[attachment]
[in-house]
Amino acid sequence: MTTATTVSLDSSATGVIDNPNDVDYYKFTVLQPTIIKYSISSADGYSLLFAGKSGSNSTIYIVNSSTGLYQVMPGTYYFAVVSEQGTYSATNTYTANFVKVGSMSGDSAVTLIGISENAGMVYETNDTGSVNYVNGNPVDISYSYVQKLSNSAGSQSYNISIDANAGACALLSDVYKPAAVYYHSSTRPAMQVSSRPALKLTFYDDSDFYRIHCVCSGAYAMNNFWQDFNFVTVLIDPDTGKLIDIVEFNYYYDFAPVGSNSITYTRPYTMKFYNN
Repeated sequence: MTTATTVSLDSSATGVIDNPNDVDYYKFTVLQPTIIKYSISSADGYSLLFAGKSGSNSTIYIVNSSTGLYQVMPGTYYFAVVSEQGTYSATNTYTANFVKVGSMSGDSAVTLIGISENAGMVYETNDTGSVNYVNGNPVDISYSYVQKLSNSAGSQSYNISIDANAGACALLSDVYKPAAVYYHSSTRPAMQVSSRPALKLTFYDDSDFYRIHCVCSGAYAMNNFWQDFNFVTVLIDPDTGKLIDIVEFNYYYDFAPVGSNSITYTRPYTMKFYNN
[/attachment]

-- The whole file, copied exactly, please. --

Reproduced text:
[in-house]
Amino acid sequence: MTTATTVSLDSSATGVIDNPNDVDYYKFTVLQPTIIKYSISSADGYSLLFAGKSGSNSTIYIVNSSTGLYQVMPGTYYFAVVSEQGTYSATNTYTANFVKVGSMSGDSAVTLIGISENAGMVYETNDTGSVNYVNGNPVDISYSYVQKLSNSAGSQSYNISIDANAGACALLSDVYKPAAVYYHSSTRPAMQVSSRPALKLTFYDDSDFYRIHCVCSGAYAMNNFWQDFNFVTVLIDPDTGKLIDIVEFNYYYDFAPVGSNSITYTRPYTMKFYNN
Repeated sequence: MTTATTVSLDSSATGVIDNPNDVDYYKFTVLQPTIIKYSISSADGYSLLFAGKSGSNSTIYIVNSSTGLYQVMPGTYYFAVVSEQGTYSATNTYTANFVKVGSMSGDSAVTLIGISENAGMVYETNDTGSVNYVNGNPVDISYSYVQKLSNSAGSQSYNISIDANAGACALLSDVYKPAAVYYHSSTRPAMQVSSRPALKLTFYDDSDFYRIHCVCSGAYAMNNFWQDFNFVTVLIDPDTGKLIDIVEFNYYYDFAPVGSNSITYTRPYTMKFYNN